Photographer sued for not covering lesbian ceremony

This was an interesting story. Not only can we be sued for the things we have done, now we can be sued for refusing to do something. Where does it end? Moreover, what are the implications for the UK? This soon could be the case…

Read the whole story below.

US photographer sued for not

covering lesbian ceremony

Last updated: 29 January 2008

Elaine HugueninElaine Huguenin’s photography business is being sued by the State’s Human Rights Division.

A Christian photographer who refused to take photographs of a ‘commitment
ceremony’ between two women is being sued in the United States under
laws similar to the UK’s sexual orientation regulations on goods and

Attorneys from the Alliance Defense Fund, a Christian legal organisation in America, are representing the
photographer who is being sued in the state of New Mexico.

The ADF says: “The constitutional right of Americans to refrain from
participating in a ceremony or other event because their sincerely held
religious beliefs conflict with its message is at stake.”

If the prosecution is successful, “…Christians could be forced to
advocate for viewpoints with which they disagree or to participate in
events that violate their conscience.”

When the sexual orientation regulations were introduced in the UK, The Christian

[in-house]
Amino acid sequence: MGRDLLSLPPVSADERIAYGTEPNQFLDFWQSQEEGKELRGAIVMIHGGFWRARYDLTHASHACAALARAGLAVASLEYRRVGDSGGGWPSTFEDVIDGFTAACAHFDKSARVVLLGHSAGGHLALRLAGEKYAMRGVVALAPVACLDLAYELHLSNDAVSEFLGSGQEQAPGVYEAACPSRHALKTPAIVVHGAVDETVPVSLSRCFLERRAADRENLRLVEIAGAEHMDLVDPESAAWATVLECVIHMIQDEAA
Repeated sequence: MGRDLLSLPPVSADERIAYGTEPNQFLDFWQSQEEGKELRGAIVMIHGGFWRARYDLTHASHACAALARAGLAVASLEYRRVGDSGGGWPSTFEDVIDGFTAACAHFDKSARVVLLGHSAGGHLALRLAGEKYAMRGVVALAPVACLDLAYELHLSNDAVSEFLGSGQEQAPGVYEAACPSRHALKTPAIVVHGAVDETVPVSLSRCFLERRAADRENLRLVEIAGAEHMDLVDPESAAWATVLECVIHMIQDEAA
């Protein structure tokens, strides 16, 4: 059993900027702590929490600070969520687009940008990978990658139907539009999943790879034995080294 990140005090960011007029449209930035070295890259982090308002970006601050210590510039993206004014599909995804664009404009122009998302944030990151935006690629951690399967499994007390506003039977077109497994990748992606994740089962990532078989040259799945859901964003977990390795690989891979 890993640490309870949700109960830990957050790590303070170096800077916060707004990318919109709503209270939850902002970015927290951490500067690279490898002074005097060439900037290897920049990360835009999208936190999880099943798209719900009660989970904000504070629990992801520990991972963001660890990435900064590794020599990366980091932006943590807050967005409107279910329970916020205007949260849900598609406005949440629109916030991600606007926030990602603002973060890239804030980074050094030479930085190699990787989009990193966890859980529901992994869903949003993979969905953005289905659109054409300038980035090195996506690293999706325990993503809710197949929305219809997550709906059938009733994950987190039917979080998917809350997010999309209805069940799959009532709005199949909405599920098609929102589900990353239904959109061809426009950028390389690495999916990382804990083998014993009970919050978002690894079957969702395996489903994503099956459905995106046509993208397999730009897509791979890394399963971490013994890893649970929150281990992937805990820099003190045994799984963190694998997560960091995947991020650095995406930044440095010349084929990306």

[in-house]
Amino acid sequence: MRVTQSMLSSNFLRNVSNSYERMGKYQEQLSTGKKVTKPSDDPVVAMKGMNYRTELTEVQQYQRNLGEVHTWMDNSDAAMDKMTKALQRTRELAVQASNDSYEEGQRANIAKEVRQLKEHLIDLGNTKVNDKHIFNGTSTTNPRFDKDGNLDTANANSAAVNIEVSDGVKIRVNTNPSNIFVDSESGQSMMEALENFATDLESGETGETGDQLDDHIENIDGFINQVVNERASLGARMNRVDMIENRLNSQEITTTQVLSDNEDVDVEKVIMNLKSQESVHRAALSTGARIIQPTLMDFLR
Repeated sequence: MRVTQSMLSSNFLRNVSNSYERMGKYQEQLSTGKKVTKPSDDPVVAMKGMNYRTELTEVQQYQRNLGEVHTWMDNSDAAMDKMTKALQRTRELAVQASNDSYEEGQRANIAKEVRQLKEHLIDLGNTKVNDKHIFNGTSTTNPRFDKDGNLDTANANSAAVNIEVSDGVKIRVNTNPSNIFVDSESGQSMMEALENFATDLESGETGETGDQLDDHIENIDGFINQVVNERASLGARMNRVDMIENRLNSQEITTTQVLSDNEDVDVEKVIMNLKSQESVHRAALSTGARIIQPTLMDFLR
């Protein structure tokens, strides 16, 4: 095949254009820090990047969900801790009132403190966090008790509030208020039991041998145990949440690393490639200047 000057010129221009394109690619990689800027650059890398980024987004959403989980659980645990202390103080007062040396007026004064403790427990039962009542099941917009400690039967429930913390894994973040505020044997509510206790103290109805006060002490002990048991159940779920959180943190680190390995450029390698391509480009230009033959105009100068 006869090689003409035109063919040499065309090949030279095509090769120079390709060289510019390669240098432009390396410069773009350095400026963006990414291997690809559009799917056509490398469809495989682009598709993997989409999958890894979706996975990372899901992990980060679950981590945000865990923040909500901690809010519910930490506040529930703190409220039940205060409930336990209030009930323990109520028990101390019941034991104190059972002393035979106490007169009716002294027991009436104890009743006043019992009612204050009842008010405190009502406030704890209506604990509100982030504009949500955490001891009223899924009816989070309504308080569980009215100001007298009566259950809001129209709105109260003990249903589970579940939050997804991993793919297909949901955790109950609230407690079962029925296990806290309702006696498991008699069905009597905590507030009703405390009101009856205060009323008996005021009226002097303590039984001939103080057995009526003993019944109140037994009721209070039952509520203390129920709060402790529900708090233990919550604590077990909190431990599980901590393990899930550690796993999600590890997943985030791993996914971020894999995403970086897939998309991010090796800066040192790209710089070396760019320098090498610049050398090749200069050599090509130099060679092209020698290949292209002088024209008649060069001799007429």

Institute warned that the religious liberty of Christian professionals
was at risk. The Institute gave a number of scenarios, including a
Christian photographer declining to cover a civil partnership ceremony.

In 2007, after a judicial review of the regulations in Northern Ireland, a
High Court judgment said county courts should consider the principles
of a Canadian case where it was decided that a Christian printer should
not be forced to print something that goes against his or her core
religious beliefs.

Senior Counsel Jordan Lorence of the ADF says: “Christians shouldn’t be penalized for abiding by their
beliefs. The state cannot force unwilling people to promote a message
they disagree with and thereby violate their conscience.

“The state’s prosecution violates our client’s First Amendment rights
[freedom of religion and freedom of expression]. The government cannot
make people choose between their faith and their job.”

The hearing will take place on 28 and 29 January 2008.


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